Everything about The Purloining of Prince Oleomargarine is odd. It’s odd that the two authors, Mark Twain and Philip Stead, never met and in fact are separated by some seventy years. It’s odd that the oddly-named title character doesn’t appear until the last third of the book. The structure is odd—the chapters bounce back and forth between the main story, notes from the authors, new stories to replace bits of the old one that are displeasing, and side stories to fill us in on what minor characters are up to. Even the construction of the book is odd. It’s an irregular size, and the text is displayed in a half-picture book, half-chapter book format. There is a chicken named “Pestilence and Famine.” Yes, Pestilence and Famine. (For a brief moment I wondered if there had been a misprint and Flannery O’Connor should have been credited as one of the authors.) But it’s all of these oddities rolled together that make Purloining such an interesting and enjoyable tale. Readers of Mark Twain will recognize his style, certainly, and the imagined dialogue that Philip Stead gives him fits his reputation, as well—sharp and stubborn.
The illustrations are done by Erin Stead, whose work I absolutely love. Her woodblock print and pencil illustrations are so distinctive, and the graininess of the color saturation make all the images seem dreamlike. In Purloining, important characters get their own portrait page, and the expressions on their faces are just right for this whimsical but melancholy story. Some spreads are devoted to full-page illustrations to set the scene, and others feature one solitary figure in the corner, perfectly placed to build tension or let the reader pause to absorb the events.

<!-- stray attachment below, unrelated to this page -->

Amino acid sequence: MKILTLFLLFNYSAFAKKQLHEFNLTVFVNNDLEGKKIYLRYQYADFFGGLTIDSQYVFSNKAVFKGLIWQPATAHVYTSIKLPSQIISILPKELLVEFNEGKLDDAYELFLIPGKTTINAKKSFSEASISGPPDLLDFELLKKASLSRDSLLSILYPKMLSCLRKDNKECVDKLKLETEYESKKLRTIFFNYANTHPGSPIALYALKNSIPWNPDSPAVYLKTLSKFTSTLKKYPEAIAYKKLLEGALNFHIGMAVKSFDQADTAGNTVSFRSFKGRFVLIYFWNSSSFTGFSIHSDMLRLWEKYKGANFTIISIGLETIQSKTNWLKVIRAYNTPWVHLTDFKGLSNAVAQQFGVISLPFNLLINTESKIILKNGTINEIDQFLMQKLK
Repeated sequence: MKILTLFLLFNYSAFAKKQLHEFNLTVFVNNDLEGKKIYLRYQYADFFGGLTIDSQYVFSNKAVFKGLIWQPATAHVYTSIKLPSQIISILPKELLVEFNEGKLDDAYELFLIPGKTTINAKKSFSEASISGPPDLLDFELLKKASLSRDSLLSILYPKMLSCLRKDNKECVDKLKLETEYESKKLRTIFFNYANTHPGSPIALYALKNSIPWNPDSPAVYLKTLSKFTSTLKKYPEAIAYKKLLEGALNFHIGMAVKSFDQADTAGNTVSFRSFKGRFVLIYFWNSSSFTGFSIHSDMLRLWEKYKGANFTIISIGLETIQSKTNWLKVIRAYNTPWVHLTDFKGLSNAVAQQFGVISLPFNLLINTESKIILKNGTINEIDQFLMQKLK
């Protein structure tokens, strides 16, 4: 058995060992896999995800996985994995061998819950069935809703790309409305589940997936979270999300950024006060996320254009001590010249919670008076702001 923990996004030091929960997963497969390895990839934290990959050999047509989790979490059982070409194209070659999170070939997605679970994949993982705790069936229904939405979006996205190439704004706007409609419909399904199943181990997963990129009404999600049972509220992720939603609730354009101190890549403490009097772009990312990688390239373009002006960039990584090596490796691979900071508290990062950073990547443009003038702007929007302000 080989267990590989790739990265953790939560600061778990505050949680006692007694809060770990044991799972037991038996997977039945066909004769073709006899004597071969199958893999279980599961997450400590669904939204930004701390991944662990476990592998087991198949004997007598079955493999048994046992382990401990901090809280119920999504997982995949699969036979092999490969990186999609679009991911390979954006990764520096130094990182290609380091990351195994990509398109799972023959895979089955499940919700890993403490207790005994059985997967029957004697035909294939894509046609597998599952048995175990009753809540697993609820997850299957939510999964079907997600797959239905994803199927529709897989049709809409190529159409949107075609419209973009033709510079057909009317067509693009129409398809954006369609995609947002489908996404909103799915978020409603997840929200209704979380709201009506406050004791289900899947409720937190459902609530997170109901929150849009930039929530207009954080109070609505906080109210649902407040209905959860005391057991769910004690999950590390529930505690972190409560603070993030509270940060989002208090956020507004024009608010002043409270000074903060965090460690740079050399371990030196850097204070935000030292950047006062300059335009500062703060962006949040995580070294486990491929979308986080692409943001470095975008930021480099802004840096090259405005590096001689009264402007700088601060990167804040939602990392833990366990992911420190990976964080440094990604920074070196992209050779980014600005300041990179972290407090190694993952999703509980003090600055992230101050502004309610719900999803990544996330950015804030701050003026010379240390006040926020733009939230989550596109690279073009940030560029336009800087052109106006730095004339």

Despite the title, the primary character here is named Johnny, a young man with a very hard life. He lives an impoverished life with his unkind grandfather, and his chicken, Pestilence and Famine, is his only friend. But even the future of their friendship is dim. Johnny’s grandfather forces him to sell Pestilence and Famine. Johnny’s walk to the market and his discoveries there set in motion a chain of events that is…well, odd. A mysterious old woman, talking animals, and other familiar fairy tale and fable conventions enter the story until at last the ragtag company comes to the pivotal discovery of the book; Prince Oleomargarine has been kidnapped, and Johnny is tasked with finding him. Throughout this unusual and surprising journey, Johnny’s story is marked and emphasized by his friendships. It’s clear through his words and choices that he has a deep love for the animals and people who treat him with kindness, and the story is peppered with reminders of how our treatment of others can eventually turn around and impact their treatment of us. Johnny is a boy of few words, but those he does speak are powerful and well-chosen, and made my heart happy. The last illustration is of a weasel holding a cookie. See? Odd, but in such a good way. I hope you find The Purloining of Prince Oleomargarine as refreshingly quirky as I did.
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